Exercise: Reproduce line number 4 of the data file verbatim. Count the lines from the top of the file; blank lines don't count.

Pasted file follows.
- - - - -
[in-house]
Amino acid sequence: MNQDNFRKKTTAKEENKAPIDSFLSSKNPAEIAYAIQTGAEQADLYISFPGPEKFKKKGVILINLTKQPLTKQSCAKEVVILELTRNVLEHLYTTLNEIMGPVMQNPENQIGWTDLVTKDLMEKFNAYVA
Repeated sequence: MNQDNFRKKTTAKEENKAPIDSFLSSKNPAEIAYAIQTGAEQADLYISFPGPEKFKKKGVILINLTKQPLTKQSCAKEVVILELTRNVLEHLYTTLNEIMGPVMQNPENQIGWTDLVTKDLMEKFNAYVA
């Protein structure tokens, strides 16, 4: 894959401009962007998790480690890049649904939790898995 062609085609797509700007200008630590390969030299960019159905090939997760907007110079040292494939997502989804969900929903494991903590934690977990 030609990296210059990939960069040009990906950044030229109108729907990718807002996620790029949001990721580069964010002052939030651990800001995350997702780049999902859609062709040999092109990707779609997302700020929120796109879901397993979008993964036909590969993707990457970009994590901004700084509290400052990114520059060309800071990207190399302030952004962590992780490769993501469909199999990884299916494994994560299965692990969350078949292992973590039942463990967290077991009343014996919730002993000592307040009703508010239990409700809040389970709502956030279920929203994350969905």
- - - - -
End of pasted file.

């Protein structure tokens, strides 16, 4: 894959401009962007998790480690890049649904939790898995 062609085609797509700007200008630590390969030299960019159905090939997760907007110079040292494939997502989804969900929903494991903590934690977990 030609990296210059990939960069040009990906950044030229109108729907990718807002996620790029949001990721580069964010002052939030651990800001995350997702780049999902859609062709040999092109990707779609997302700020929120796109879901397993979008993964036909590969993707990457970009994590901004700084509290400052990114520059060309800071990207190399302030952004962590992780490769993501469909199999990884299916494994994560299965692990969350078949292992973590039942463990967290077991009343014996919730002993000592307040009703508010239990409700809040389970709502956030279920929203994350969905």